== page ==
Property Damage Liability is pretty straightforward in the sense that it covers the property damages of the person your vehicle hit, or the vehicle hit by other drivers covered under your insurance policy. In most cases, the property is the victim's vehicle, however it can also consist of a fence, tree, gate, or even a house. In most states, Property Damage Liability is mandatory.
Like Liability Coverage, Property Damage Liability also protects you legally in the case that a lawsuit is filed because of an automobile accident. This type of coverage is not to be confused with Collision and Comprehensive Coverage that cover damages to your own vehicle. Property Damage Liability strictly provides coverage for the vehicle or property that you hit.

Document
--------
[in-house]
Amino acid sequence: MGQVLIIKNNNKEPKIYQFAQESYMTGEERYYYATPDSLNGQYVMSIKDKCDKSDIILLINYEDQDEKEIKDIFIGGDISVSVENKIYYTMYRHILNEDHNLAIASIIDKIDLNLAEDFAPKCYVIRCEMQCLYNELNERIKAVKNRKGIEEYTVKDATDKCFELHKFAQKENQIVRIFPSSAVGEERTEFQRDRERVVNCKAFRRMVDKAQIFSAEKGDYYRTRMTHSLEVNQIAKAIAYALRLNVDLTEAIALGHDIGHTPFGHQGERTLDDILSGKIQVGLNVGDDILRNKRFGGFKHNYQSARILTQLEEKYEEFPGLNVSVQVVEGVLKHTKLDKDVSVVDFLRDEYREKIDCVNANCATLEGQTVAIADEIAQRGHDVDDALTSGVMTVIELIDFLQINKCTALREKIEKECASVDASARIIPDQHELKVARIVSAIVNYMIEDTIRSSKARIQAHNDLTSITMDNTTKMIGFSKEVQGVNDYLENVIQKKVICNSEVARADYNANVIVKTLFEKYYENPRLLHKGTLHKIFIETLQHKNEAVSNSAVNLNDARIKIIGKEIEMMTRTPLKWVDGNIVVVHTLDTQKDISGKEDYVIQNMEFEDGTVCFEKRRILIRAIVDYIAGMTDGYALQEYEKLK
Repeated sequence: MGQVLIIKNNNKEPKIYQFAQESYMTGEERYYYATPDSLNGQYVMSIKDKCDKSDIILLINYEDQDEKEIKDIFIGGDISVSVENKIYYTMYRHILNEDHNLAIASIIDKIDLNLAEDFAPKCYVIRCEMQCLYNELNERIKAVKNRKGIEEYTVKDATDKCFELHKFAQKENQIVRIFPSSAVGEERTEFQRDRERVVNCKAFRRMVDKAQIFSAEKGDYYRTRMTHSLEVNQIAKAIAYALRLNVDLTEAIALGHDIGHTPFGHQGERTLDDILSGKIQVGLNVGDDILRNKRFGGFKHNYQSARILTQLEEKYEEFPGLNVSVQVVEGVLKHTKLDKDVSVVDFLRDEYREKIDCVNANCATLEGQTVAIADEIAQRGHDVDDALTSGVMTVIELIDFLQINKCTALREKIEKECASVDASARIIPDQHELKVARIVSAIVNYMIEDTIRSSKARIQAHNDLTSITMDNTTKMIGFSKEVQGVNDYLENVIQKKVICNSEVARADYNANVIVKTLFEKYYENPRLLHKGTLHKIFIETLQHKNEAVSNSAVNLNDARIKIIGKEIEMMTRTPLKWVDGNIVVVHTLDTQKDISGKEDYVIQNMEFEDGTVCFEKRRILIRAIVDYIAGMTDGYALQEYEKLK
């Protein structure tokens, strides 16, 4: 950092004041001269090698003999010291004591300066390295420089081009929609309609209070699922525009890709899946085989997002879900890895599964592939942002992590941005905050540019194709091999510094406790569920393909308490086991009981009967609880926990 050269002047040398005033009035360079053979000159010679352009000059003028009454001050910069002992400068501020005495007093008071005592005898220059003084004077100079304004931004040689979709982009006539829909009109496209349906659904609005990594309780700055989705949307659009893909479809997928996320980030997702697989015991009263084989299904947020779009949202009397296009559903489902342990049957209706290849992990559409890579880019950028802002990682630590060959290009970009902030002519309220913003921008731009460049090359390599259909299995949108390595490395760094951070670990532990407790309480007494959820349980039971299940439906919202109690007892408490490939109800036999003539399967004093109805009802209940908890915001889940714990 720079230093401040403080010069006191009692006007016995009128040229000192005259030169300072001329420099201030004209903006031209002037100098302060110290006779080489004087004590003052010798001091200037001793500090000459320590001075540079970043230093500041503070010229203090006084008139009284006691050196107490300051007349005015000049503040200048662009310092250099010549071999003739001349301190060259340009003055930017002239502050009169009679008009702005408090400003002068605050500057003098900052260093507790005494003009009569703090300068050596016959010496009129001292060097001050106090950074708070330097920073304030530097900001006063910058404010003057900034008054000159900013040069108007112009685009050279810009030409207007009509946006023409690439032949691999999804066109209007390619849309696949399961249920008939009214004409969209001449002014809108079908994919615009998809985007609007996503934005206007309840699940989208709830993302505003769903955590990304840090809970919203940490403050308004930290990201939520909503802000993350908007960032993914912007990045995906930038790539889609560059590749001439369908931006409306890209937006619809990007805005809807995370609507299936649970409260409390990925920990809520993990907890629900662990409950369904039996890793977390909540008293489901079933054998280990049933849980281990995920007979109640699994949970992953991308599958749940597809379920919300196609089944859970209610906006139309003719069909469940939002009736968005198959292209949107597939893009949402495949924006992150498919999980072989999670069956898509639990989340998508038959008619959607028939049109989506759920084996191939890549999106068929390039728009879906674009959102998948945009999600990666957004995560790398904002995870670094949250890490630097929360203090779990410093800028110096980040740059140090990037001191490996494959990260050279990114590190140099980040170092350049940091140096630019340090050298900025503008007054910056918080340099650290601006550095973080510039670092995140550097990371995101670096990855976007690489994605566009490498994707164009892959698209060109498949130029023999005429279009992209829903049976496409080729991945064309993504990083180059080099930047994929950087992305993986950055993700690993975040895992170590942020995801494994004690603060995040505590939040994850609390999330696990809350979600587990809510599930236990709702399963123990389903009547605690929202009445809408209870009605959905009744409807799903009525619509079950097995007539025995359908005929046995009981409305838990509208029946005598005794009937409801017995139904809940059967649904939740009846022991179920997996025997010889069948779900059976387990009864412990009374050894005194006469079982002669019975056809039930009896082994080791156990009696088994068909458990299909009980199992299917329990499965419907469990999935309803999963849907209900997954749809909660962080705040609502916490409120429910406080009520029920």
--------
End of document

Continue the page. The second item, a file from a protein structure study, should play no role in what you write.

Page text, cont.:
Well aside from the obvious reason that your state simply may require you to carry the coverage as a vehicle owner, without Property Damage Liability you are solely responsible for any damage you cause to another person's property, which could possibly mean thousands and thousands of your own money spent to cover the damages and repairs you caused. Carrying too little Property Damage Liability on your car insurance policy could also cause you a major risk if your damages exceed the limit of your policy, thus putting you in the same exact situation as the above, making you personally responsible for the amount of damages that aren't covered, which depending on the accident could put you in a financial hardship. The higher the limit you carry, the more protection you have in a serious matter. It is recommended by The Insurance Information Institute that you carry Property Damage Liability limits of $50,000 or more. Car owners who do not carry Property Damage Liability and reside in a state that requires it will face severe penalties, such as fines, license suspension, and a possible vehicle registration suspension as well.